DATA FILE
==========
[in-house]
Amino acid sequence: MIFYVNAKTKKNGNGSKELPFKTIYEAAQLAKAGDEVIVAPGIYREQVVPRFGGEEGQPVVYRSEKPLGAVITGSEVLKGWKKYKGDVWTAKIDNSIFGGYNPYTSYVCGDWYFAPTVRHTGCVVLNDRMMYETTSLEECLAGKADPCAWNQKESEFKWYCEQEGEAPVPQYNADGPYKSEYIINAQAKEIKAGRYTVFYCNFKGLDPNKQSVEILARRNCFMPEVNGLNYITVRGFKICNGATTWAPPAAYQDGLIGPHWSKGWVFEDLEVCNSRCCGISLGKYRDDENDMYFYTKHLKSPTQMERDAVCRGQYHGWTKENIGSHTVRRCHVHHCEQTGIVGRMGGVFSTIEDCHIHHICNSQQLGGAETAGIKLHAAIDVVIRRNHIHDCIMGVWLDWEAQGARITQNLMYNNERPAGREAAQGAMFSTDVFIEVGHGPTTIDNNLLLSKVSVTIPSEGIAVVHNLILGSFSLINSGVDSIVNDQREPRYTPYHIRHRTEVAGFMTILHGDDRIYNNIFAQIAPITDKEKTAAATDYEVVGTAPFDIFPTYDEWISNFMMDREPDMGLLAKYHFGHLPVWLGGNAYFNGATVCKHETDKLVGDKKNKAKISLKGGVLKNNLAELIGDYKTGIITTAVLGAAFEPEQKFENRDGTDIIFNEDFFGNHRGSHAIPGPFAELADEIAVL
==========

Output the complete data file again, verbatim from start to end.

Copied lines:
[in-house]
Amino acid sequence: MIFYVNAKTKKNGNGSKELPFKTIYEAAQLAKAGDEVIVAPGIYREQVVPRFGGEEGQPVVYRSEKPLGAVITGSEVLKGWKKYKGDVWTAKIDNSIFGGYNPYTSYVCGDWYFAPTVRHTGCVVLNDRMMYETTSLEECLAGKADPCAWNQKESEFKWYCEQEGEAPVPQYNADGPYKSEYIINAQAKEIKAGRYTVFYCNFKGLDPNKQSVEILARRNCFMPEVNGLNYITVRGFKICNGATTWAPPAAYQDGLIGPHWSKGWVFEDLEVCNSRCCGISLGKYRDDENDMYFYTKHLKSPTQMERDAVCRGQYHGWTKENIGSHTVRRCHVHHCEQTGIVGRMGGVFSTIEDCHIHHICNSQQLGGAETAGIKLHAAIDVVIRRNHIHDCIMGVWLDWEAQGARITQNLMYNNERPAGREAAQGAMFSTDVFIEVGHGPTTIDNNLLLSKVSVTIPSEGIAVVHNLILGSFSLINSGVDSIVNDQREPRYTPYHIRHRTEVAGFMTILHGDDRIYNNIFAQIAPITDKEKTAAATDYEVVGTAPFDIFPTYDEWISNFMMDREPDMGLLAKYHFGHLPVWLGGNAYFNGATVCKHETDKLVGDKKNKAKISLKGGVLKNNLAELIGDYKTGIITTAVLGAAFEPEQKFENRDGTDIIFNEDFFGNHRGSHAIPGPFAELADEIAVL